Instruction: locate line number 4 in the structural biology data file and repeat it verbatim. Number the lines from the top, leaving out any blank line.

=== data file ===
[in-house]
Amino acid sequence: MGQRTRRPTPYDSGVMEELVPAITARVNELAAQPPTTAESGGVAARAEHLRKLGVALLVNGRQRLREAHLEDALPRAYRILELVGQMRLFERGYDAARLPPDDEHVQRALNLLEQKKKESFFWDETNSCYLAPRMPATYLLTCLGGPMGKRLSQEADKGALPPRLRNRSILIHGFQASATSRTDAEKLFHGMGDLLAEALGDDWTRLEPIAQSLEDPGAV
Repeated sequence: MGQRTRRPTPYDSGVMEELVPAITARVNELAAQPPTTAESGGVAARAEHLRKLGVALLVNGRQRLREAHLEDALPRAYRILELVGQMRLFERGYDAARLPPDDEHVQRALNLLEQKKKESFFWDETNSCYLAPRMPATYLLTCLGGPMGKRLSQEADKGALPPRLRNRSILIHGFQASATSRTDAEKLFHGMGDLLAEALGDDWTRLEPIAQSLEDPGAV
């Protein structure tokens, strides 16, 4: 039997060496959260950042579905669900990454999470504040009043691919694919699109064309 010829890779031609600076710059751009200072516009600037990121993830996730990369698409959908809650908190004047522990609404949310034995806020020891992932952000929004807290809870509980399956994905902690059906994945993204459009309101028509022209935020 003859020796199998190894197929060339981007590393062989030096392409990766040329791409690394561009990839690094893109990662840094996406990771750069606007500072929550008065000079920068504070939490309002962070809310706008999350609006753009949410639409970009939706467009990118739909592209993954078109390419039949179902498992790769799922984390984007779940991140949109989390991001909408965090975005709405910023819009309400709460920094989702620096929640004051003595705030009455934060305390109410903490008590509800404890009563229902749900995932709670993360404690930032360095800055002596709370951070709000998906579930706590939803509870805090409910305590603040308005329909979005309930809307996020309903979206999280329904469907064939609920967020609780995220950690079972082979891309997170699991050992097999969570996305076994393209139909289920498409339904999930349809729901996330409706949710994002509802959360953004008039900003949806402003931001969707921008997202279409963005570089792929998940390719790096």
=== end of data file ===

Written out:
């Protein structure tokens, strides 16, 4: 039997060496959260950042579905669900990454999470504040009043691919694919699109064309 010829890779031609600076710059751009200072516009600037990121993830996730990369698409959908809650908190004047522990609404949310034995806020020891992932952000929004807290809870509980399956994905902690059906994945993204459009309101028509022209935020 003859020796199998190894197929060339981007590393062989030096392409990766040329791409690394561009990839690094893109990662840094996406990771750069606007500072929550008065000079920068504070939490309002962070809310706008999350609006753009949410639409970009939706467009990118739909592209993954078109390419039949179902498992790769799922984390984007779940991140949109989390991001909408965090975005709405910023819009309400709460920094989702620096929640004051003595705030009455934060305390109410903490008590509800404890009563229902749900995932709670993360404690930032360095800055002596709370951070709000998906579930706590939803509870805090409910305590603040308005329909979005309930809307996020309903979206999280329904469907064939609920967020609780995220950690079972082979891309997170699991050992097999969570996305076994393209139909289920498409339904999930349809729901996330409706949710994002509802959360953004008039900003949806402003931001969707921008997202279409963005570089792929998940390719790096």